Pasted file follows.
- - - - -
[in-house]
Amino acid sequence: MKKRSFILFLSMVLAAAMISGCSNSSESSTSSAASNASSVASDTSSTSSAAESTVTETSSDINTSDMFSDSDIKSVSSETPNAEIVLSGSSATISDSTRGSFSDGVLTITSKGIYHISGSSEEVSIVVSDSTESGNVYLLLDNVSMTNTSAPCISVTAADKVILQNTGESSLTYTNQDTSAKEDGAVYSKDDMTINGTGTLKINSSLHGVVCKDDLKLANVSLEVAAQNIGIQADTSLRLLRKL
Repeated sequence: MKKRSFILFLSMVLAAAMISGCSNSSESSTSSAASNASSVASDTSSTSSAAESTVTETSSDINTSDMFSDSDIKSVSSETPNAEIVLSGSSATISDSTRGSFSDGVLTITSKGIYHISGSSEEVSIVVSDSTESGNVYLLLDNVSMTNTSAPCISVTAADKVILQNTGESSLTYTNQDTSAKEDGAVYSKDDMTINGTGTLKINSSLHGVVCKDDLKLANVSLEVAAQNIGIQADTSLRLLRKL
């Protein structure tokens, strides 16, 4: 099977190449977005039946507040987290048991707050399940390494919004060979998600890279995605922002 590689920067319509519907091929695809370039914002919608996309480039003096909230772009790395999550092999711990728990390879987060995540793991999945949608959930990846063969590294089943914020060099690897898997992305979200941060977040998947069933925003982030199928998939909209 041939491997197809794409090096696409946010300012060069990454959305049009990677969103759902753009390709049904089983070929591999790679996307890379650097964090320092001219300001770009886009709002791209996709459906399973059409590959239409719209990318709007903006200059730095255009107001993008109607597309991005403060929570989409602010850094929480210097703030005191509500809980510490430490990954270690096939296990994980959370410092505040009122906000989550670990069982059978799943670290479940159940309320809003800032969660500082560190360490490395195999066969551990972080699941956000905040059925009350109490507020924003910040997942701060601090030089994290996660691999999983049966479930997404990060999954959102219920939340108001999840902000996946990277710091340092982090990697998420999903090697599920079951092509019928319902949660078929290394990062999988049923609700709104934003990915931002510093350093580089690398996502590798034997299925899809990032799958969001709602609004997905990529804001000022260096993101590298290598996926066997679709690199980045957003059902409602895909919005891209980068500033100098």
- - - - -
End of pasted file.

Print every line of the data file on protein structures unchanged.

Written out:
[in-house]
Amino acid sequence: MKKRSFILFLSMVLAAAMISGCSNSSESSTSSAASNASSVASDTSSTSSAAESTVTETSSDINTSDMFSDSDIKSVSSETPNAEIVLSGSSATISDSTRGSFSDGVLTITSKGIYHISGSSEEVSIVVSDSTESGNVYLLLDNVSMTNTSAPCISVTAADKVILQNTGESSLTYTNQDTSAKEDGAVYSKDDMTINGTGTLKINSSLHGVVCKDDLKLANVSLEVAAQNIGIQADTSLRLLRKL
Repeated sequence: MKKRSFILFLSMVLAAAMISGCSNSSESSTSSAASNASSVASDTSSTSSAAESTVTETSSDINTSDMFSDSDIKSVSSETPNAEIVLSGSSATISDSTRGSFSDGVLTITSKGIYHISGSSEEVSIVVSDSTESGNVYLLLDNVSMTNTSAPCISVTAADKVILQNTGESSLTYTNQDTSAKEDGAVYSKDDMTINGTGTLKINSSLHGVVCKDDLKLANVSLEVAAQNIGIQADTSLRLLRKL
């Protein structure tokens, strides 16, 4: 099977190449977005039946507040987290048991707050399940390494919004060979998600890279995605922002 590689920067319509519907091929695809370039914002919608996309480039003096909230772009790395999550092999711990728990390879987060995540793991999945949608959930990846063969590294089943914020060099690897898997992305979200941060977040998947069933925003982030199928998939909209 041939491997197809794409090096696409946010300012060069990454959305049009990677969103759902753009390709049904089983070929591999790679996307890379650097964090320092001219300001770009886009709002791209996709459906399973059409590959239409719209990318709007903006200059730095255009107001993008109607597309991005403060929570989409602010850094929480210097703030005191509500809980510490430490990954270690096939296990994980959370410092505040009122906000989550670990069982059978799943670290479940159940309320809003800032969660500082560190360490490395195999066969551990972080699941956000905040059925009350109490507020924003910040997942701060601090030089994290996660691999999983049966479930997404990060999954959102219920939340108001999840902000996946990277710091340092982090990697998420999903090697599920079951092509019928319902949660078929290394990062999988049923609700709104934003990915931002510093350093580089690398996502590798034997299925899809990032799958969001709602609004997905990529804001000022260096993101590298290598996926066997679709690199980045957003059902409602895909919005891209980068500033100098």